Audio Notes

Sound Bytes @ Devourer of Books

For more audiobook reviews, check out Sound Bytes.

Narrator: Susan Duerden had a very pleasant voice that fit the story very well.  She did a great job with the book.

Production: No issues, no extras.

Print vs. Audio: I do think that Susan Duerden’s narration adds to the fairy tale feel of the book.  However, it has the same potential issue for me as most romance audiobooks do– I feel very strange listening to the sexy scenes in public.  There are only a few in this particular book, and the timing worked out fine for me this time.  That’s the only hesitation I have in recommending audio as the best way to consume this particular book.

I received this book for review from the publisher.  Thank you, Harper Audio!

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Posted by on September 28, 2012 in books, reviews


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Review: Let’s Pretend This Never Happened by Jenny Lawson

Cover: Lets Pretend This Never Happened by Jenny Lawson(With audiobook and book club discussion notes)

My rating: 4.5 of 5 stars

I really enjoyed this book. Not as much as I love the author’s blog, but close. What comes through both places is how wacky the author is, but also how many challenges (internal and external) she has to face.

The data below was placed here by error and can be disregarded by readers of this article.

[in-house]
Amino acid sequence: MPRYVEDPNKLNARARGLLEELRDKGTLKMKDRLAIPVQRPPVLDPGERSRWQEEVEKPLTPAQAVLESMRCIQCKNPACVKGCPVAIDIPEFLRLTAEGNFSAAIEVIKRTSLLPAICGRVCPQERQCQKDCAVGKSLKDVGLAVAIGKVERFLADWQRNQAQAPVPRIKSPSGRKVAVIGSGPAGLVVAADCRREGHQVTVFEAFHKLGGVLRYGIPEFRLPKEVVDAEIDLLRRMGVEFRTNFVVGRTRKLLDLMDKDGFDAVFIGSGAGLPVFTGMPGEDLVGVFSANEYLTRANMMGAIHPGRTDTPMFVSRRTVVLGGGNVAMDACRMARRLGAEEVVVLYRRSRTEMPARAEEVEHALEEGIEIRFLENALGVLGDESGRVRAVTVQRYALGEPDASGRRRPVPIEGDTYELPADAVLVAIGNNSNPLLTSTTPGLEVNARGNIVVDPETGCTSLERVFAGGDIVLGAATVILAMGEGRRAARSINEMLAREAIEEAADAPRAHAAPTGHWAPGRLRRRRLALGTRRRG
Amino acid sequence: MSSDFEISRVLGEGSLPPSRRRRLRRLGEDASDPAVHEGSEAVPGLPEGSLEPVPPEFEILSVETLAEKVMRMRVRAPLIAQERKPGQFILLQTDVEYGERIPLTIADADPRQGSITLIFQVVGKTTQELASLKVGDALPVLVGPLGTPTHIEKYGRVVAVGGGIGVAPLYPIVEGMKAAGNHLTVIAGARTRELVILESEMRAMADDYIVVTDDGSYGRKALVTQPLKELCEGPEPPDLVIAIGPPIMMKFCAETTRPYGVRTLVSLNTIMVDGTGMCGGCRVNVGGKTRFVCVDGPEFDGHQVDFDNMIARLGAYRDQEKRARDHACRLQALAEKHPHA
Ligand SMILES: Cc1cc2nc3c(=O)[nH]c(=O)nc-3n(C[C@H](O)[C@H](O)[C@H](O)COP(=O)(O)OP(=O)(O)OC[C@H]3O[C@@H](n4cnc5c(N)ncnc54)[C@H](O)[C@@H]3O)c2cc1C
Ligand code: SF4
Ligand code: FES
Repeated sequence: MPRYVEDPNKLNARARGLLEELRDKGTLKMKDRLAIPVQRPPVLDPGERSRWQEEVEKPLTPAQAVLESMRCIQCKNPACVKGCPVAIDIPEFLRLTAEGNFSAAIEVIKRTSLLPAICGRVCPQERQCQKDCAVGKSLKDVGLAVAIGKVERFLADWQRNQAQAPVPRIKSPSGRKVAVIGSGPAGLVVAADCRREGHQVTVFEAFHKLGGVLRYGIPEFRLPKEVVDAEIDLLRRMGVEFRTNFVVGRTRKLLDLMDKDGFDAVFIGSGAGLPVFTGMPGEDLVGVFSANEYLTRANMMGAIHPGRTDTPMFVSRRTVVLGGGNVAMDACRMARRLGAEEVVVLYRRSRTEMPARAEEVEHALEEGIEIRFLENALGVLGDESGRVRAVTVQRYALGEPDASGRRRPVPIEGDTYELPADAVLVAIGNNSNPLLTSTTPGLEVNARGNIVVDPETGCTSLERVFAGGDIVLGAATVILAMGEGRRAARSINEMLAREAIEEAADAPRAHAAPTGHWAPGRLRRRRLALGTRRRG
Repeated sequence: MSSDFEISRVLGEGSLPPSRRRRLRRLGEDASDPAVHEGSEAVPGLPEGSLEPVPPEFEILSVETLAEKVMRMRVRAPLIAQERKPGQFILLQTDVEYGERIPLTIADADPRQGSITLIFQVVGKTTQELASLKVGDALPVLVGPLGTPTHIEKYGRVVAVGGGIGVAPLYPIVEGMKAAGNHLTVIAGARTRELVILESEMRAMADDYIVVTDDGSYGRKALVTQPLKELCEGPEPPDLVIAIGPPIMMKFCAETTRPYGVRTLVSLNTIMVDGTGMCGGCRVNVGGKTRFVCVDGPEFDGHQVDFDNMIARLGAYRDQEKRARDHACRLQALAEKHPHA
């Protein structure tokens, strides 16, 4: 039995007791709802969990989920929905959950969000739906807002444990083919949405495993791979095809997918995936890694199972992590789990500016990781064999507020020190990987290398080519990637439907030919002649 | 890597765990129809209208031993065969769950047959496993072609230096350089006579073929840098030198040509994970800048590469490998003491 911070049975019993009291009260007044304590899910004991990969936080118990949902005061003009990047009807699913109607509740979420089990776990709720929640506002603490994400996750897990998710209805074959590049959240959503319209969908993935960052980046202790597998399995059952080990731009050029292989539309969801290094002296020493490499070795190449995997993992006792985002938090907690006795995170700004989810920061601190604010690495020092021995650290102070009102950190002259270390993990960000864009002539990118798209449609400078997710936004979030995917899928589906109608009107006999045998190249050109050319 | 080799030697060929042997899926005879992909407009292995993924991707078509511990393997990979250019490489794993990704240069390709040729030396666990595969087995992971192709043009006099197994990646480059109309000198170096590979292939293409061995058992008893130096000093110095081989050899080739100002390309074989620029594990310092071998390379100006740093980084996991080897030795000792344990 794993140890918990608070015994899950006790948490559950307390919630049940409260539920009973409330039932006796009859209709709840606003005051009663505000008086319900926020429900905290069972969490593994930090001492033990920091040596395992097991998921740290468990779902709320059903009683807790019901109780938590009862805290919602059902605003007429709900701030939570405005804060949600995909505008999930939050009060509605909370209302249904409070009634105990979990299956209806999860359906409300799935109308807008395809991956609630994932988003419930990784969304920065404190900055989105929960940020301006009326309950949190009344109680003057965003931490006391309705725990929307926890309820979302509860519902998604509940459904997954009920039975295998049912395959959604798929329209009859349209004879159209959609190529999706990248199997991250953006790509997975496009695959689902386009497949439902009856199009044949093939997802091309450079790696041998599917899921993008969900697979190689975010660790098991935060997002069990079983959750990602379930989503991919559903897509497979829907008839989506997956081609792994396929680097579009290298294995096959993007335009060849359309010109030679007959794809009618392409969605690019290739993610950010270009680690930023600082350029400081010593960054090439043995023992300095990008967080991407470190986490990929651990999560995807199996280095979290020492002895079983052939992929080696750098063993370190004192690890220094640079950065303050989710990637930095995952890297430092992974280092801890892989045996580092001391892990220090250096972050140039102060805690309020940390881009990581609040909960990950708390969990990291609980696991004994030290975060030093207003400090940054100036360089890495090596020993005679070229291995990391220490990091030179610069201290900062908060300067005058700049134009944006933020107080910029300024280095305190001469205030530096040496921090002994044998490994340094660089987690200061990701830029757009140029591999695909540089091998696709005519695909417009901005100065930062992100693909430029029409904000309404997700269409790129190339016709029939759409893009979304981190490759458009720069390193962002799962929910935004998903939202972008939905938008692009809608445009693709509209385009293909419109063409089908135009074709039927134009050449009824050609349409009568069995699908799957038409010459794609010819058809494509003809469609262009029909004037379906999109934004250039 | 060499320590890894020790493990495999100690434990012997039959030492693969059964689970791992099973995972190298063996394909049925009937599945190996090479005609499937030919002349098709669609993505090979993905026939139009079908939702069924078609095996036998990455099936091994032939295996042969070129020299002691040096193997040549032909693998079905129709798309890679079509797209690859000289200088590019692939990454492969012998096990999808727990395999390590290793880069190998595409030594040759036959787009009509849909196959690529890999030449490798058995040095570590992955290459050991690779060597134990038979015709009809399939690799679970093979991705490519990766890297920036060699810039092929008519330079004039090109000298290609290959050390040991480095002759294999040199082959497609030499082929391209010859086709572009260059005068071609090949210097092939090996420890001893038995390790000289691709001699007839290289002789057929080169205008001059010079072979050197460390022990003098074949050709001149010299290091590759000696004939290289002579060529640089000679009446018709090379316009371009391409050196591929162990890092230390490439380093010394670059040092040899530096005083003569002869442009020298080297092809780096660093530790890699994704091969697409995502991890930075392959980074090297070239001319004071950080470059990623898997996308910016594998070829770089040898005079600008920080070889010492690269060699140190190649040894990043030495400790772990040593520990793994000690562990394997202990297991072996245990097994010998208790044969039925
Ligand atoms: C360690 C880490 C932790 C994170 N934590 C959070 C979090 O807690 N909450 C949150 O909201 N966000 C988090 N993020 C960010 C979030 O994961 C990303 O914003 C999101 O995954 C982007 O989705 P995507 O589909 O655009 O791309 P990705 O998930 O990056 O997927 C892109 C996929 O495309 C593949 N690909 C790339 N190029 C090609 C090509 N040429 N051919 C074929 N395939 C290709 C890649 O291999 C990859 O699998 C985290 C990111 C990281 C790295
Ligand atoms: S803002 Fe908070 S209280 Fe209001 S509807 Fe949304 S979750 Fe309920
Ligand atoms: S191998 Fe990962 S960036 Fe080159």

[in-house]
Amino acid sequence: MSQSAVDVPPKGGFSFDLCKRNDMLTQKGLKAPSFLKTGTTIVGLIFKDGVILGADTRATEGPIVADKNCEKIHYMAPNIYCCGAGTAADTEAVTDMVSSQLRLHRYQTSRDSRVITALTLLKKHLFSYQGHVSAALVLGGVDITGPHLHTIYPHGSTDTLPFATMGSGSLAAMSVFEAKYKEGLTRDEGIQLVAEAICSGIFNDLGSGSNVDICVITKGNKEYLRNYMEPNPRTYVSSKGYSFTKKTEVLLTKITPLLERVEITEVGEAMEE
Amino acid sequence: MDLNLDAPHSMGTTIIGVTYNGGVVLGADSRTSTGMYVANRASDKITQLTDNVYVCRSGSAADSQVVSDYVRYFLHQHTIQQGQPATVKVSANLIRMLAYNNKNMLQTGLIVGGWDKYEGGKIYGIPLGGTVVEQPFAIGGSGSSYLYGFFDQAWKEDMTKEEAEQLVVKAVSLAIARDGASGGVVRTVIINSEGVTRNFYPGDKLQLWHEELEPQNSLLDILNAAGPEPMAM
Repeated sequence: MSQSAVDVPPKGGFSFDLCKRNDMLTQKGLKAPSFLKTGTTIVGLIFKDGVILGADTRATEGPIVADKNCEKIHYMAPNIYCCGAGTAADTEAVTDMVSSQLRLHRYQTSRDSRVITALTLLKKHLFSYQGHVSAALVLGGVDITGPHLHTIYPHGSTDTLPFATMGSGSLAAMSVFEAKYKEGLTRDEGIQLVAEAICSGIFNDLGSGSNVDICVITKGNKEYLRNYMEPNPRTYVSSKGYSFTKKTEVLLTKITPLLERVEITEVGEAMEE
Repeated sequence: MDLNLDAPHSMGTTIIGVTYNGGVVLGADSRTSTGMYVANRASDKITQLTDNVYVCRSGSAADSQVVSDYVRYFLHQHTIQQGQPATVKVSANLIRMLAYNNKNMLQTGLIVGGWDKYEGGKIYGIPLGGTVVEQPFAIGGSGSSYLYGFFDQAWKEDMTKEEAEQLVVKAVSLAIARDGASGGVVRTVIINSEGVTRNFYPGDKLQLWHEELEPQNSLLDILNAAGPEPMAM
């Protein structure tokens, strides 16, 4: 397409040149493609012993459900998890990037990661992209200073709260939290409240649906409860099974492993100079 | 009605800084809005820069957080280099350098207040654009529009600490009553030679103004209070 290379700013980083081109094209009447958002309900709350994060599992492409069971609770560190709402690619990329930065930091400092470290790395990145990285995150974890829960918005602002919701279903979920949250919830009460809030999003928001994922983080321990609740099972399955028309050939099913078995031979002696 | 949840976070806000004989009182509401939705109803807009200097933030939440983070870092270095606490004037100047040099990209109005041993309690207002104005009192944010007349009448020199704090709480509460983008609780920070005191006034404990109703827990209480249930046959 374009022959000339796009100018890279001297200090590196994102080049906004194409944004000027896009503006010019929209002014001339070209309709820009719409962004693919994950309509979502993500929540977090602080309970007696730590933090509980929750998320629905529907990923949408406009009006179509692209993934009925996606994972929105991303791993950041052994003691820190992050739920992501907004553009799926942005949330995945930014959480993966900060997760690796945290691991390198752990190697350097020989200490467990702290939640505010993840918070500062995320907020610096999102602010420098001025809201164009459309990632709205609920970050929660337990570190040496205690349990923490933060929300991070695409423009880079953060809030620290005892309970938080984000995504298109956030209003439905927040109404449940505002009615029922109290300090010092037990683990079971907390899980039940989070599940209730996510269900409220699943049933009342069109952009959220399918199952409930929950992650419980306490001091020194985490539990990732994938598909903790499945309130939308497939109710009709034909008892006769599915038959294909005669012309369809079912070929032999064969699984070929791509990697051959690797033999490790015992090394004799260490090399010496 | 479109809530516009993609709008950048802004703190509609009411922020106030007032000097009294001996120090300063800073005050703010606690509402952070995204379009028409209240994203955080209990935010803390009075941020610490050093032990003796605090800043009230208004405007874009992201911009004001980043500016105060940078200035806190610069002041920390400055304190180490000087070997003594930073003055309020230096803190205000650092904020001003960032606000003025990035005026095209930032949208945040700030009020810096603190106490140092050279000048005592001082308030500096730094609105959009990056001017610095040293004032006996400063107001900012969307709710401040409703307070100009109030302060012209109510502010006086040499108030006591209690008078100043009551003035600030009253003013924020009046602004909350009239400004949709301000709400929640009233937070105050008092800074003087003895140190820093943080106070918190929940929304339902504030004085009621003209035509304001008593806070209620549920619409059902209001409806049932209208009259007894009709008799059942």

Synopsis via Goodreads:

When Jenny Lawson was little, all she ever wanted was to fit in. That dream was cut short by her fantastically unbalanced father (a professional taxidermist who created dead-animal hand puppets) and a childhood of wearing winter shoes made out of used bread sacks. It did, however, open up an opportunity for Lawson to find the humor in the strange shame spiral that is her life, and we are all the better for it.

Lawson’s long-suffering husband and sweet daughter are the perfect comedic foils to her absurdities, and help her to uncover the surprising discovery that the most terribly human moments-the ones we want to pretend never happened-are the very same moments that make us the people we are today.